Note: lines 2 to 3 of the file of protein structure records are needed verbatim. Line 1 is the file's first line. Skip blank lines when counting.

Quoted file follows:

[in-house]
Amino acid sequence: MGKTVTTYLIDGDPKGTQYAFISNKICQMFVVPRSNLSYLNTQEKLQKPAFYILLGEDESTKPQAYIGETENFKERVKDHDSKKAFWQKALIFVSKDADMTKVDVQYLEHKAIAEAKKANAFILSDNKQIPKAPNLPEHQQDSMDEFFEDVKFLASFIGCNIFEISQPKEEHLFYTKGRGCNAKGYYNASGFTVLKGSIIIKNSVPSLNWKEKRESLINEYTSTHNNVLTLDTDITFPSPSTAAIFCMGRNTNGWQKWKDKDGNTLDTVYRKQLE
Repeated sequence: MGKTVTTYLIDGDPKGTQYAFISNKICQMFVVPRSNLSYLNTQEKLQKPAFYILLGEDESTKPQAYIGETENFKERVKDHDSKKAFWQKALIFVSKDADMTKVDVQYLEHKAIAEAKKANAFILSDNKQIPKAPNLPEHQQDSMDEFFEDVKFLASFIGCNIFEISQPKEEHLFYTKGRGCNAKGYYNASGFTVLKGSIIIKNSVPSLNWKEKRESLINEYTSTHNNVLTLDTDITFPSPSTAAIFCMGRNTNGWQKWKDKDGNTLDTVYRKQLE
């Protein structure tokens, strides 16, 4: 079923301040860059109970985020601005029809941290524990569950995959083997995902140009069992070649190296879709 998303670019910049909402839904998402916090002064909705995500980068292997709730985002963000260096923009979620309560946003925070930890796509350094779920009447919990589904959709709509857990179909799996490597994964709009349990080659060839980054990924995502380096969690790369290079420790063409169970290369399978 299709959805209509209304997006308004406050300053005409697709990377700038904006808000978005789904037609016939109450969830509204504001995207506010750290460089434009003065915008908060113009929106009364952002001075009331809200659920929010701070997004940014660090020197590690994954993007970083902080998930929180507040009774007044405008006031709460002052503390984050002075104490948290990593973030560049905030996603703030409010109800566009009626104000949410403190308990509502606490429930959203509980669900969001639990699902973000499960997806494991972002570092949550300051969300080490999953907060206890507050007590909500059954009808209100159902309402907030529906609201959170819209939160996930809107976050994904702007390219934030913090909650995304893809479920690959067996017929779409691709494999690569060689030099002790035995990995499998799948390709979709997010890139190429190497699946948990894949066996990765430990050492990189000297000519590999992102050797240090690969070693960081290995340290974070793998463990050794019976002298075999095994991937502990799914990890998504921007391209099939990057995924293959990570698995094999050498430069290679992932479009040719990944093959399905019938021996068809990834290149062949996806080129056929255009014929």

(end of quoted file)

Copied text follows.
Amino acid sequence: MGKTVTTYLIDGDPKGTQYAFISNKICQMFVVPRSNLSYLNTQEKLQKPAFYILLGEDESTKPQAYIGETENFKERVKDHDSKKAFWQKALIFVSKDADMTKVDVQYLEHKAIAEAKKANAFILSDNKQIPKAPNLPEHQQDSMDEFFEDVKFLASFIGCNIFEISQPKEEHLFYTKGRGCNAKGYYNASGFTVLKGSIIIKNSVPSLNWKEKRESLINEYTSTHNNVLTLDTDITFPSPSTAAIFCMGRNTNGWQKWKDKDGNTLDTVYRKQLE
Repeated sequence: MGKTVTTYLIDGDPKGTQYAFISNKICQMFVVPRSNLSYLNTQEKLQKPAFYILLGEDESTKPQAYIGETENFKERVKDHDSKKAFWQKALIFVSKDADMTKVDVQYLEHKAIAEAKKANAFILSDNKQIPKAPNLPEHQQDSMDEFFEDVKFLASFIGCNIFEISQPKEEHLFYTKGRGCNAKGYYNASGFTVLKGSIIIKNSVPSLNWKEKRESLINEYTSTHNNVLTLDTDITFPSPSTAAIFCMGRNTNGWQKWKDKDGNTLDTVYRKQLE